Manuscripting redux

I have read reams of advice and guidance on how to choose poems for a collection, how to order them, whether to construct an arc in a poetry collection, and so on. I have also had the excellent personal input of good poets and mentors in the process, all of which leaves me deeply grateful and still stumbling when I once again begin the process.

One challenge is excess. I have put off revising for collection for a few too many years, and now I need serious critique and culling; thus, I didn’t know where to begin (as I mentioned in an earlier post). Given a problem, however, creative people tend to develop a method. I chose the simplest one I could come up with: start by pulling all the published work that is not in my previous collections, and see what happens.

What I will discover–in fact, in the early process, already have noticed–is that not all work accepted for publication in a poetry journal reflects my judgment of my strongest poems. Then, too, down the road I will pull some good poems from the evolving manuscript because they do not play well with the others…that is, in terms of tone or subject. As I add things up, I’ll begin to see what might be missing or needed, or I’ll be reminded of an unpublished piece that ought to be included.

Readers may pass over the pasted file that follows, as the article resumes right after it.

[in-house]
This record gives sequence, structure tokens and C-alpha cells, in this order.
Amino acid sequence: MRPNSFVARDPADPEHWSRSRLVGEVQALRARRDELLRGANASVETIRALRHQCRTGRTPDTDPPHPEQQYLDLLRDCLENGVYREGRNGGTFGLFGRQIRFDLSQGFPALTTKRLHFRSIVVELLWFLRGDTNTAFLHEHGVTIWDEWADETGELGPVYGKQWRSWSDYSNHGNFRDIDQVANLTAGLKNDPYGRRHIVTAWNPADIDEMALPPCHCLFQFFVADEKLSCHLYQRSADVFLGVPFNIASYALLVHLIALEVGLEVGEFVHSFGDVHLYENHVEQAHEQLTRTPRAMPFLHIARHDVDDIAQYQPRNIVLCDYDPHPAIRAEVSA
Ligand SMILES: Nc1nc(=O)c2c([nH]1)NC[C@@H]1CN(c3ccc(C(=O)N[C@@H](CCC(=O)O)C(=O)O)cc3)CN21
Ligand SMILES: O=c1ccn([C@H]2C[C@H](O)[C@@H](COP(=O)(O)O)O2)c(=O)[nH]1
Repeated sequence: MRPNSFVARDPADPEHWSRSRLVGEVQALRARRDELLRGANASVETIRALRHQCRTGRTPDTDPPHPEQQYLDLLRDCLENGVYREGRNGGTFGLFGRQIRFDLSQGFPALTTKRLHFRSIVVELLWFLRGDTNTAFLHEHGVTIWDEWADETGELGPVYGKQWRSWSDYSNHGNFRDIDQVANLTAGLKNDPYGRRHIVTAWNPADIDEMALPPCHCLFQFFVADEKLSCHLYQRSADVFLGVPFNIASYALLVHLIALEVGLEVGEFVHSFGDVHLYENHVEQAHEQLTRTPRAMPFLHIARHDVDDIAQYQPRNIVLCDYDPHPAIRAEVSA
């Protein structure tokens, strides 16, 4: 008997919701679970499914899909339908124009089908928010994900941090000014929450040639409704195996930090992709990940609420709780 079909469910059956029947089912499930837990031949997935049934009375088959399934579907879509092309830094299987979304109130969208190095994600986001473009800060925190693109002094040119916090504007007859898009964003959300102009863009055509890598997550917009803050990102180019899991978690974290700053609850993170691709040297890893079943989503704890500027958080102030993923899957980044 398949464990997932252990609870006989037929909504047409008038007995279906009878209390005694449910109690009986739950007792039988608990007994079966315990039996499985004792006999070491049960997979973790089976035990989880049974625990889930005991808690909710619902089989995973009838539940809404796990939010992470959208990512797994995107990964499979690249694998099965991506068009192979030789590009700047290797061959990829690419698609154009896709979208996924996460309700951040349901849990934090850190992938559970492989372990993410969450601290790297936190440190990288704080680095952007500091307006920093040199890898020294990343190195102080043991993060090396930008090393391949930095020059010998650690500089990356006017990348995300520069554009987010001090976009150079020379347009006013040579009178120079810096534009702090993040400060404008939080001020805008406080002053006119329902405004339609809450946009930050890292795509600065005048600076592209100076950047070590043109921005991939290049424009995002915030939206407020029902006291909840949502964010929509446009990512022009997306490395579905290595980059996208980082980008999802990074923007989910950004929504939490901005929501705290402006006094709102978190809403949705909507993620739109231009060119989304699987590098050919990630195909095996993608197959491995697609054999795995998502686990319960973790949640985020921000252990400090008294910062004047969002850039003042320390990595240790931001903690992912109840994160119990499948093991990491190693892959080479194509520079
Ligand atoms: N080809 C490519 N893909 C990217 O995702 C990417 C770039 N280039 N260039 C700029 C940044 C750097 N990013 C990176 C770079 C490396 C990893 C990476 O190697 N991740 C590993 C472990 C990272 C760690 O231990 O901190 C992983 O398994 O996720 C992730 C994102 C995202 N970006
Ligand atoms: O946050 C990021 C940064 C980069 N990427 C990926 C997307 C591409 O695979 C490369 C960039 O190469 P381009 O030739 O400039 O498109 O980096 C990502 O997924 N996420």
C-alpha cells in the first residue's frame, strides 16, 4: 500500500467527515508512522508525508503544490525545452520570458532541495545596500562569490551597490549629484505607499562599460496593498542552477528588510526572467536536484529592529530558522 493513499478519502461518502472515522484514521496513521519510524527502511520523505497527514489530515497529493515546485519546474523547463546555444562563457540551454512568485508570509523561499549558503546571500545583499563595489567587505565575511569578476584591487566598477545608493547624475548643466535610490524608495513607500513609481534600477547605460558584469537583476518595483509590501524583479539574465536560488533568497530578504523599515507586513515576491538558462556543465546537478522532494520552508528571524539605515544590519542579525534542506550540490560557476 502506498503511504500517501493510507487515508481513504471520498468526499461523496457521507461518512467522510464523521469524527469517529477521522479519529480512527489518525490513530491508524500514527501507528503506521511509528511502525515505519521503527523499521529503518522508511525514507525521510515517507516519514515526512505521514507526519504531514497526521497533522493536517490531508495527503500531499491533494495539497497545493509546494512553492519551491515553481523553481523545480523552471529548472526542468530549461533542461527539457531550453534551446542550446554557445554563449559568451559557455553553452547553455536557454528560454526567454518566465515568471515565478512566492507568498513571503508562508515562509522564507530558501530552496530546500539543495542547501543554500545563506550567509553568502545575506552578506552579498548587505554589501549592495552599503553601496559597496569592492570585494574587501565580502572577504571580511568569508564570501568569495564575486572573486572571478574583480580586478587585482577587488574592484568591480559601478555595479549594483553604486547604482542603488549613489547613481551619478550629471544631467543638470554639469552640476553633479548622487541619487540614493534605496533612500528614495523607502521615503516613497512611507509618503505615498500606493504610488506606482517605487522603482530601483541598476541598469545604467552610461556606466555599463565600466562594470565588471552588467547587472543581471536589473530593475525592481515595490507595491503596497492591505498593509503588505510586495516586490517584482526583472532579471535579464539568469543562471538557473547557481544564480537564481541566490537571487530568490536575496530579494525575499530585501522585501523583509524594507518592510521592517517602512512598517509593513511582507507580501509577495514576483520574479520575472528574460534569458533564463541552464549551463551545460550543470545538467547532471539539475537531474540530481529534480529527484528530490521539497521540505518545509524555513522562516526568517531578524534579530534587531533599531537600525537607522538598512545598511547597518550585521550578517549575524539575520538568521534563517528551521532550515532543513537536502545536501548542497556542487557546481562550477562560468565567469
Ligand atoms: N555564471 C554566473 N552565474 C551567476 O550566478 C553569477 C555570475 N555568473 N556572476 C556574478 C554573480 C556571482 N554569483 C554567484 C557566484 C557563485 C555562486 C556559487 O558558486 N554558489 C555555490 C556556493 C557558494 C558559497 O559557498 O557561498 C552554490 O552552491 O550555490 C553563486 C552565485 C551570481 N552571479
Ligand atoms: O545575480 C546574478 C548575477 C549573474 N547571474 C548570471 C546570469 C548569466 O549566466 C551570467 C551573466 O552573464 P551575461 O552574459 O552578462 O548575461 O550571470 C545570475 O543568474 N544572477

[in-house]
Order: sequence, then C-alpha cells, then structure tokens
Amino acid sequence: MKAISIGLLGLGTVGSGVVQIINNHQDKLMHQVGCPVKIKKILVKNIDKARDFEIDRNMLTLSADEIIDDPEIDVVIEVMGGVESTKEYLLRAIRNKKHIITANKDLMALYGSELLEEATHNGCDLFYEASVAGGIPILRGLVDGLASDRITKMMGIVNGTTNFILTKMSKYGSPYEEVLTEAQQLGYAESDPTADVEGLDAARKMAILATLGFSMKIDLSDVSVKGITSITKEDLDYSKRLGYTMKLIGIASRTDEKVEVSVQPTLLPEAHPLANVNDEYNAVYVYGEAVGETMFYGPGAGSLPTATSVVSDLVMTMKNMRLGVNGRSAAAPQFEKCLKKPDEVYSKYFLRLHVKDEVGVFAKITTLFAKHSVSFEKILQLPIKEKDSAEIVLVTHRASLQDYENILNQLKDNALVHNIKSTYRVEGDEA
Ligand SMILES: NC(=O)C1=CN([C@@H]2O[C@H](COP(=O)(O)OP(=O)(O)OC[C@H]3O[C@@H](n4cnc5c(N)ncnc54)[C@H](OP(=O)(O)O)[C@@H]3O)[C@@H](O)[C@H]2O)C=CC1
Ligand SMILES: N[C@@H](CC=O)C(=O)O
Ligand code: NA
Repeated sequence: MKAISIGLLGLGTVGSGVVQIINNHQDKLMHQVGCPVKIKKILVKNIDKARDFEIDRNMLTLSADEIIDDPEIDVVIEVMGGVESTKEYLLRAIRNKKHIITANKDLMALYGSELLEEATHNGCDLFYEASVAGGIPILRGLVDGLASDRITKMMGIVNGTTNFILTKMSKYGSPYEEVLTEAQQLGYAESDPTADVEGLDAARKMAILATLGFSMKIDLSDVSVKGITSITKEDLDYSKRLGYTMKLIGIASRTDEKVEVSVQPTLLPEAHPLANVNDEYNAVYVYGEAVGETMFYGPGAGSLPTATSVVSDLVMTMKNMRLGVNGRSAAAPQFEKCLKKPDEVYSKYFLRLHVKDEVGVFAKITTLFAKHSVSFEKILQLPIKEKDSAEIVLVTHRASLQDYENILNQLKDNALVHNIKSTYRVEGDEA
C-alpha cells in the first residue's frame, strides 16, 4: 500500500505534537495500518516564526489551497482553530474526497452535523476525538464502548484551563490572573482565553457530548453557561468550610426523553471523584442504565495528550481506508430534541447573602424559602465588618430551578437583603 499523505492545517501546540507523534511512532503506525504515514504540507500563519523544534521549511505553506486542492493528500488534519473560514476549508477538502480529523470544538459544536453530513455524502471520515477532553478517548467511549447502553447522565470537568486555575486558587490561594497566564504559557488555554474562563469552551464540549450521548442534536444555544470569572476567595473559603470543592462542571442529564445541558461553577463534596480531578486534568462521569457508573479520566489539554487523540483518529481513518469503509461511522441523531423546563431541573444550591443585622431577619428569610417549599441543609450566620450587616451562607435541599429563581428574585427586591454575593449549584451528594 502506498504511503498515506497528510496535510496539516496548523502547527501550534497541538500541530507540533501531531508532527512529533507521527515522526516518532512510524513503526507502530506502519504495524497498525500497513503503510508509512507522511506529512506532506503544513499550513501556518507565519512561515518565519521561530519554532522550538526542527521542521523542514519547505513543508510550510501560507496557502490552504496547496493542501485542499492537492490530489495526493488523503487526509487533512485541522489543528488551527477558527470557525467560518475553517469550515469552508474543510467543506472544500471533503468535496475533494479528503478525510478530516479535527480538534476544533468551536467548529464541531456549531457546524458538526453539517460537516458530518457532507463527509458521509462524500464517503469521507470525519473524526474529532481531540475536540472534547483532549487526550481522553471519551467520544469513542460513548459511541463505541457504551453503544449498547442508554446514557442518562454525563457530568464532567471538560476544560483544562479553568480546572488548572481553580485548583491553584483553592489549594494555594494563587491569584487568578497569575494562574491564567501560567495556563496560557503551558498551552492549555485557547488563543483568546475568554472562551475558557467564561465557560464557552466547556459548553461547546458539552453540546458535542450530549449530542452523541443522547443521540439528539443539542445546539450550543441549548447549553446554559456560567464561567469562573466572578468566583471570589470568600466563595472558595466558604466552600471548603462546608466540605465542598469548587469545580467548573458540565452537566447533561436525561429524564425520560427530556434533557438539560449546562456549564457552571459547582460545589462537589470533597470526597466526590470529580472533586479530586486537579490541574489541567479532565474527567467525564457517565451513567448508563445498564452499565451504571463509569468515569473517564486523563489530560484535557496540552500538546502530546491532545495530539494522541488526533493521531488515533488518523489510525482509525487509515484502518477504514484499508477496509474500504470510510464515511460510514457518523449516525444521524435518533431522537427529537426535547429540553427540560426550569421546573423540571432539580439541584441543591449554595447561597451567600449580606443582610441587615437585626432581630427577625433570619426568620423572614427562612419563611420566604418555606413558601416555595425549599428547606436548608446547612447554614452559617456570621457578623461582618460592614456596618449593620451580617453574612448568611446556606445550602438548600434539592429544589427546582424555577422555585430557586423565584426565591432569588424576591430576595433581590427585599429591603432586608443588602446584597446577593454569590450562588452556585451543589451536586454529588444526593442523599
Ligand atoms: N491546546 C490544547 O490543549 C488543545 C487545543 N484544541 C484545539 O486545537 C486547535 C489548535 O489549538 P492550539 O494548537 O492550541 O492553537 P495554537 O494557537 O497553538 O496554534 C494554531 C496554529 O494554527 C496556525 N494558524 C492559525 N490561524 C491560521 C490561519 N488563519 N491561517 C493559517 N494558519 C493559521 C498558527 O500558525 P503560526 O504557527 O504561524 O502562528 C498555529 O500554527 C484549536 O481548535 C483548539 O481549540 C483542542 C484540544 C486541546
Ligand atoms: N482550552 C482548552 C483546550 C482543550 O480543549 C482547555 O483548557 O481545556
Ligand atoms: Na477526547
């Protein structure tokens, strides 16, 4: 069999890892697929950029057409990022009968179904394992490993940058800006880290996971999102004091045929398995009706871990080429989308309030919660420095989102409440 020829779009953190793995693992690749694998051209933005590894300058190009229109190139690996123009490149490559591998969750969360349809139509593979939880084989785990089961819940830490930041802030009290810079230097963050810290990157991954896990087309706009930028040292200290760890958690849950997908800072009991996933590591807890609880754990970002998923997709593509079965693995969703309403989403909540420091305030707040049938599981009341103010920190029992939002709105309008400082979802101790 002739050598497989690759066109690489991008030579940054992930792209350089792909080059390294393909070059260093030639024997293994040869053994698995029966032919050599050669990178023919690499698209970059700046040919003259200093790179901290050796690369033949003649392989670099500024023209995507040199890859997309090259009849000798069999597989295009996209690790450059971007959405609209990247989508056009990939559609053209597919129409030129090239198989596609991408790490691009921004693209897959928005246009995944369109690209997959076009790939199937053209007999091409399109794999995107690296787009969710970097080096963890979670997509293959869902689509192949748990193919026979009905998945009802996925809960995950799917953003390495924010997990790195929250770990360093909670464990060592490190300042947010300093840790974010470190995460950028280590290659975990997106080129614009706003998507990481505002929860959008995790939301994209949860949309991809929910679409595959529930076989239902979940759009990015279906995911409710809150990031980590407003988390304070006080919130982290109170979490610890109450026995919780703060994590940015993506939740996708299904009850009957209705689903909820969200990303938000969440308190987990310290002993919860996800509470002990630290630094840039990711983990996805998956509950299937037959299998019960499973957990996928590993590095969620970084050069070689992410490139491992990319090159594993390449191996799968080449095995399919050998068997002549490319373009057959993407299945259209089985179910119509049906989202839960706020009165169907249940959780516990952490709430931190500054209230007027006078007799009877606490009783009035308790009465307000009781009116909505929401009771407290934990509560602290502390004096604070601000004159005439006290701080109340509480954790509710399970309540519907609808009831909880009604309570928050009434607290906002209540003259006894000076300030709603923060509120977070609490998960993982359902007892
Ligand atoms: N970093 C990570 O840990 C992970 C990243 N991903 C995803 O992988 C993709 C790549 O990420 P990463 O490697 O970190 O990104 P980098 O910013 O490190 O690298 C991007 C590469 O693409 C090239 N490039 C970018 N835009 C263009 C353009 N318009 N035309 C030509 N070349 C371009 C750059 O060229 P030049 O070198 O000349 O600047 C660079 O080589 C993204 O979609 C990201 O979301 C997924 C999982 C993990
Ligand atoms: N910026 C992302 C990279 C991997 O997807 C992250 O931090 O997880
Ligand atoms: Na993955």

This work is exciting. And it takes weeks or months. It will change; my feelings about what I want the collection to say will change.

And then the reading will begin. I will read and re-read the book-as-it-exists and ask generous friends to read and critique the whole.

If I were a more ambitious and organized person, I might approach the manuscript process differently–certainly sooner, and possibly with more of a projected arc in mind from the start. I know that putting together another manuscript will be yet another learning experience, different from chapbook-writing, different from the past books I have composed. The poems differ, too–of course! My perspective, my physiology, my experiences, even my environment, though I have lived in the same house for 20 years.

At this stage, a month or so into the process, a coherence begins to occur. Yes, a book exists in the piles of poems. Probably two books, in fact–but let me begin with abundance (or perhaps, with diminishment) and proceed from there.


http://www.ebooktreasures.org/william-blakes-notebook/
[Not my manuscript…William Blake’s]
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